- President Joe Biden says the US must get funding to prepare for the next pandemic.
- The White House has proposed to allocate $82 billion to planning for future pandemics.
- Some researchers predict a one in two chance of another pandemic in the next 25 years.
President Joe Biden warned on Tuesday that the US will eventually face a “second pandemic” and that the country must start preparing for it.
“We need more money,” he said at a White House news conference when asked whether Congress would fund COVID-19 vaccines for infants and toddlers. The president said the financing of vaccine stocks would last until the end of the year.
“But we don’t just need more money for vaccines for children. Ultimately, we need more money to plan for the second pandemic,” he said.
“A new pandemic is coming. We have to think ahead,” Biden added.
Bloomberg reported last week, citing a senior official, that the Biden administration would soon announce a revamped “biodefense strategy” to improve America’s pandemic response.
Biden’s proposed 2023 budget suggests allocating approximately $82 billion over five years to prepare for future biological threats.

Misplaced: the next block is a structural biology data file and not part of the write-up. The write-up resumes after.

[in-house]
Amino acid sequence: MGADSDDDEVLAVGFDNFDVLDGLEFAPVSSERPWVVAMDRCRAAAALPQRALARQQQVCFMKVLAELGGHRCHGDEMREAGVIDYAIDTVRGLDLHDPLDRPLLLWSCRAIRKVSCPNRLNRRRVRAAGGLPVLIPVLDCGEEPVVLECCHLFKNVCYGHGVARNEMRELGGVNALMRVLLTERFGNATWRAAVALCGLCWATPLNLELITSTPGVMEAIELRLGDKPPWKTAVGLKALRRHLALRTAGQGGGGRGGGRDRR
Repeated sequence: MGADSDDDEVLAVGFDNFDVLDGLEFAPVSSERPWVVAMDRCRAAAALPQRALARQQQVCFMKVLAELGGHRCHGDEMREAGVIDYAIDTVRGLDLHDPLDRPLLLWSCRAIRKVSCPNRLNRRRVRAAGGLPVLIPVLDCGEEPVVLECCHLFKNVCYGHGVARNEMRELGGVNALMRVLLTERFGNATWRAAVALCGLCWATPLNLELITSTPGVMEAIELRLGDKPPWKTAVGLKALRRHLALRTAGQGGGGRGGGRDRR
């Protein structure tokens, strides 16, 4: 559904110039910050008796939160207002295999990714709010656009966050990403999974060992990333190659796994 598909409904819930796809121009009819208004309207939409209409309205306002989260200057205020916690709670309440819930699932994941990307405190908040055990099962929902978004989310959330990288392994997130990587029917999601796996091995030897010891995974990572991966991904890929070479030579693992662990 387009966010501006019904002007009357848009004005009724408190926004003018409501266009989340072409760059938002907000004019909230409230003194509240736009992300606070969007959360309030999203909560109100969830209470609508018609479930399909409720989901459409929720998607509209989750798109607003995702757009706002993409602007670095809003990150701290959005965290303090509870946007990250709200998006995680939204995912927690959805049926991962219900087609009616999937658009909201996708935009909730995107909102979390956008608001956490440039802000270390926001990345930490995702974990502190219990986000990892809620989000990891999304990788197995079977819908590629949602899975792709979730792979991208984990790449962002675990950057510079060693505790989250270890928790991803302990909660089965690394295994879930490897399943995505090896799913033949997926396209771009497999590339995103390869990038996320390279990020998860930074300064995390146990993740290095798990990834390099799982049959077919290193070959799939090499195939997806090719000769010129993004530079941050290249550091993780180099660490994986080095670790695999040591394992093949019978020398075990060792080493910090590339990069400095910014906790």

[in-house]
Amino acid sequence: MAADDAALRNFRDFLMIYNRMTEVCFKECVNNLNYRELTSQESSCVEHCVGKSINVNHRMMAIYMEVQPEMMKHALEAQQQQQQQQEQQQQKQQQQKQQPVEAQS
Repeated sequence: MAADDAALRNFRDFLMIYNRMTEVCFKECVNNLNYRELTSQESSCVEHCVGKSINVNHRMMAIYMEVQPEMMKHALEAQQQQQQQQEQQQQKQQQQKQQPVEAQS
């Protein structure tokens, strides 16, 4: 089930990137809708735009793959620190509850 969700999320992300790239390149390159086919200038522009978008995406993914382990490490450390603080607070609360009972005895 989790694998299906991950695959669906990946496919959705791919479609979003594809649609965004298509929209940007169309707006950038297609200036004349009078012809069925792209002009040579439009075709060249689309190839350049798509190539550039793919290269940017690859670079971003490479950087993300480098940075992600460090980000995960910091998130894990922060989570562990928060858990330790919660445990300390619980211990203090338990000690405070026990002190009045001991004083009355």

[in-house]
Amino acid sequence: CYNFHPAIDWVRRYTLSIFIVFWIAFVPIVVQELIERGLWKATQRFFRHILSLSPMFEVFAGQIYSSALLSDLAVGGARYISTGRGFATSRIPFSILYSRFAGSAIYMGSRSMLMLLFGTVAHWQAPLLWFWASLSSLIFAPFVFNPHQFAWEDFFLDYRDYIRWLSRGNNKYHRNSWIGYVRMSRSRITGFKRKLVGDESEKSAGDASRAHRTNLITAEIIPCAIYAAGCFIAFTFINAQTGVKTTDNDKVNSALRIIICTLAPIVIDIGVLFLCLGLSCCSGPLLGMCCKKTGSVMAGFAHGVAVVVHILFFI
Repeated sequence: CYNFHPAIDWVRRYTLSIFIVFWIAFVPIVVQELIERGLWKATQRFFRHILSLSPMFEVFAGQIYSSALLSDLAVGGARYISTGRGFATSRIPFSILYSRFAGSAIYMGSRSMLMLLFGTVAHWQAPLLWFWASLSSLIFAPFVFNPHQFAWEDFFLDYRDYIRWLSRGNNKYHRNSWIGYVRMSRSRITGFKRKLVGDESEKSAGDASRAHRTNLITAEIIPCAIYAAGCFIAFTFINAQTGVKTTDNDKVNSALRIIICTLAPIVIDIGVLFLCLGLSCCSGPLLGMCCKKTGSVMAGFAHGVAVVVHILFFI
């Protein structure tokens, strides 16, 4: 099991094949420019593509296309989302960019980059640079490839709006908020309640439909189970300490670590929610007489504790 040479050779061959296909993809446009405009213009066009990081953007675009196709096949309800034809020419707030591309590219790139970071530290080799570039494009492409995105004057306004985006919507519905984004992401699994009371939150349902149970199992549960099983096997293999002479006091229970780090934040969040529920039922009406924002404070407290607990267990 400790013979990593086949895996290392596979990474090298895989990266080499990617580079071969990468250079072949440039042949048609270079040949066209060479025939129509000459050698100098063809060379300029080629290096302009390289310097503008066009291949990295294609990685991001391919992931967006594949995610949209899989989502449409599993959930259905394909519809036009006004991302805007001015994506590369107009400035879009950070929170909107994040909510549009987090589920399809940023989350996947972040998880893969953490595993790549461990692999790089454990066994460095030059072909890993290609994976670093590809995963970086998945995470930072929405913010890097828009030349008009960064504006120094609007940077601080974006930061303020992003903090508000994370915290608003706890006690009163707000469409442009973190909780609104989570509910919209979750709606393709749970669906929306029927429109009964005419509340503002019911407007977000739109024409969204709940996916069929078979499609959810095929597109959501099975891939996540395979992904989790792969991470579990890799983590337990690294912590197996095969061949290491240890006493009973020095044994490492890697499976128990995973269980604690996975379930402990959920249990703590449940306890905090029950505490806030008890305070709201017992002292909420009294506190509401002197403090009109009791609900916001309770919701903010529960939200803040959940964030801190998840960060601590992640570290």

One of its main goals is to create an environment in which the US can create effective vaccines and treatments for a pathogen within 100 days of discovery. The money would also go towards boosting healthcare infrastructure and expanding research into potential threats.
While the world has often gone through long periods without a pandemic on the scale of COVID-19, researchers say the number of new outbreaks of disease among humans has risen rapidly over the past 50 years.
According to Duke’s Global Health Institute, a 2021 study published in the journal Proceedings of the National Academy of Sciences predicts that the likelihood of such outbreaks will triple in the coming decades.
And according to the Center for Global Development, the belief that COVID-19 will be a “once in a lifetime” pandemic is probably untrue. Instead, researchers at the think tank have predicted a one in two chance that another pandemic as deadly as Covid will break out in the next 25 years.
Microsoft co-founder Bill Gates has also urged the world to assemble a global team of scientists who can monitor outbreaks and help countries improve their epidemic response, saying the world has “got lucky” with the relatively low death rate from COVID-19.
Two other coronaviruses, 2002 severe acute respiratory syndrome (SARS-CoV-1) and 2012 Middle East respiratory syndrome (MERS) spread more slowly than COVID-19, but cause much more severe symptoms and have higher death rates.
“I have to say, given the toll of this pandemic, 20 million deaths worldwide, a million in the US, and it could have been a lot more deadly. We were just lucky that the death rate was about 0.2% on a case-by-case basis,” Gates said earlier this month.